Managing the stresses of day-to-day life is like going on a diet.
When we decide to lose weight, the only way to achieve long lasting results is to change the way we eat. Otherwise, when the fad diet ends and we go back to our normal eating patterns, the weight returns and we're right back where we started.
The same process applies to the stresses of everyday life. When a client tells me they've read my entire workbook in one sitting and think it's great, I know they're not going to see lasting improvement.
Why is that? Because simply having some knowledge or strategies is not the same as changing the way we perceive the world and changing our attitudes. Instead of using little tips and tricks - putting a band-aid on a gunshot wound - we have to decide to make a sacrifice of time, effort, and existing perceptions to create a new way of thinking.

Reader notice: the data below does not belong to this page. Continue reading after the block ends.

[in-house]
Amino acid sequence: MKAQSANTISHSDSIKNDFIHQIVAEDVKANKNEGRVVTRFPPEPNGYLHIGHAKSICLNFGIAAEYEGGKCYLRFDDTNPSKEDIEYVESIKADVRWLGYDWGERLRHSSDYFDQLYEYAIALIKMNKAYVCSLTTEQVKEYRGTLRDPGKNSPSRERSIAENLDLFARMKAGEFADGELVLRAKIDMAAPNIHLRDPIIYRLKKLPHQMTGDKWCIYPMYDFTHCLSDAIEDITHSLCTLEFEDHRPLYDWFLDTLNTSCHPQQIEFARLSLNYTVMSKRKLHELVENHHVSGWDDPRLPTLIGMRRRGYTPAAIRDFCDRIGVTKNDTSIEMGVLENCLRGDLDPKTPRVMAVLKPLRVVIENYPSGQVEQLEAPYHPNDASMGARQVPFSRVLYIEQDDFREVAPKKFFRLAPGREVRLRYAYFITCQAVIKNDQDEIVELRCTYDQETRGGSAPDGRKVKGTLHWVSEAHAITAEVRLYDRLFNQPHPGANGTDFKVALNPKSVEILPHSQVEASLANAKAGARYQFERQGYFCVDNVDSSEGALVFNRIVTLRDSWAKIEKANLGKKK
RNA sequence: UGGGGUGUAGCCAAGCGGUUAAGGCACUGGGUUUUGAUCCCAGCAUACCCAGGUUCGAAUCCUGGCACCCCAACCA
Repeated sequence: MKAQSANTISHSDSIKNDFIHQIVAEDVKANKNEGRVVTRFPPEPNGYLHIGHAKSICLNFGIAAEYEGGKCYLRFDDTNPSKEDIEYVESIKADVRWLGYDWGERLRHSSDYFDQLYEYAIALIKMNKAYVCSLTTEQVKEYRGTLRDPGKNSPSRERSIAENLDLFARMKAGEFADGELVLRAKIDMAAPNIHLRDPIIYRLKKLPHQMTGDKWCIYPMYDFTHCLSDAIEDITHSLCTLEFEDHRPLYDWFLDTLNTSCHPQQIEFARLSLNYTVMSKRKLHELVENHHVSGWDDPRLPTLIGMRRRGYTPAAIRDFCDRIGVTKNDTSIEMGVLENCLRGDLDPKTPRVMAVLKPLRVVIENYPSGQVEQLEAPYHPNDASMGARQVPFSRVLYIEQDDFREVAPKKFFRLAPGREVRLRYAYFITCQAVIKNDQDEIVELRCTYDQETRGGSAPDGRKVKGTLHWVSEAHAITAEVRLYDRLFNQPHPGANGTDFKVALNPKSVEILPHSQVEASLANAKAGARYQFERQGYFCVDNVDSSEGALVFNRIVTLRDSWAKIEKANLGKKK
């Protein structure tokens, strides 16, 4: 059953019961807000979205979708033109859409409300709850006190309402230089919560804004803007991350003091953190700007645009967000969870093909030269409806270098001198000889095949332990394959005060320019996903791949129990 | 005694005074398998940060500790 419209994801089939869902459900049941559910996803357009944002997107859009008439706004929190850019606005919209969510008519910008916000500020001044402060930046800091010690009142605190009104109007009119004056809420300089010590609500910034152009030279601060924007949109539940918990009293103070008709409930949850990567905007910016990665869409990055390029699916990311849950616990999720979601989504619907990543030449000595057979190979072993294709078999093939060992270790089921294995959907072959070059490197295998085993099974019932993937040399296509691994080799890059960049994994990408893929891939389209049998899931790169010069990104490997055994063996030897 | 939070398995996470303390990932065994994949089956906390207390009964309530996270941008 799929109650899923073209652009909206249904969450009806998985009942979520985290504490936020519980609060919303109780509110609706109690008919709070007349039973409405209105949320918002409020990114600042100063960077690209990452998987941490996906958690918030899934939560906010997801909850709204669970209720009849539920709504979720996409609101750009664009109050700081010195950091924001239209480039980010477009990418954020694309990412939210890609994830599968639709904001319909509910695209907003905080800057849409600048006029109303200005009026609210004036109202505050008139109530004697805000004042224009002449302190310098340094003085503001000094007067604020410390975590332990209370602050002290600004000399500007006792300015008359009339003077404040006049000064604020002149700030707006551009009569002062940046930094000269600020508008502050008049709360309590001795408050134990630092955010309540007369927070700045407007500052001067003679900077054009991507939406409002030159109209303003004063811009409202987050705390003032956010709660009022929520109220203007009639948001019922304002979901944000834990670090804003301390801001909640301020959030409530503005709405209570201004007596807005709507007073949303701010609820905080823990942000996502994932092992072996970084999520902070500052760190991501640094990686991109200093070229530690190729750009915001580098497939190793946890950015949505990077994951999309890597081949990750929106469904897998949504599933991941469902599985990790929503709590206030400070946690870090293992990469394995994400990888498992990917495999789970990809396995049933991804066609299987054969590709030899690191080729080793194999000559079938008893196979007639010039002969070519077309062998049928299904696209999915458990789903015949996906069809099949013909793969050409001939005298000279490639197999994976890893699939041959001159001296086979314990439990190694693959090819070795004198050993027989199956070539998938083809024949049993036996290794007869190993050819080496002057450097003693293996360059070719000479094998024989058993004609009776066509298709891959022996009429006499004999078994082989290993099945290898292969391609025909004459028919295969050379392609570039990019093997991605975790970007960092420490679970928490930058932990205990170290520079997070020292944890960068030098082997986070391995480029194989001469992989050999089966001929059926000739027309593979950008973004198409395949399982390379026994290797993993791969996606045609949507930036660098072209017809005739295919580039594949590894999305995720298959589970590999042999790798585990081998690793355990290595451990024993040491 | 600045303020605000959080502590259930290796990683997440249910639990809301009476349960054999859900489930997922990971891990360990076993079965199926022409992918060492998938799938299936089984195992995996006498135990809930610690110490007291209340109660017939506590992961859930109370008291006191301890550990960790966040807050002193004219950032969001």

New habits need to be practiced, just like when we learn to drive a car or play an instrument. Start with just one thing, keep practicing, and pick yourself up, dust off, and begin again when you fail. Add another skill, doing the same thing over and over. I encourage my workbook readers to start with Living in the Moment - since that's the most important skill of the entire program - and work on that for at least a week before moving on to the next skill. Changing our perceptions - and therefore our lives - requires effort.
Something wonderful happens when we make that life-changing decision and start to practice new life skills. Suddenly things that used to bother us aren't so important. We begin to recognize things we never appreciated before. Old injuries and prejudices drop away.
How committed to making a positive change are you? Only you can decide. Take ownership. Take control. Make the effort.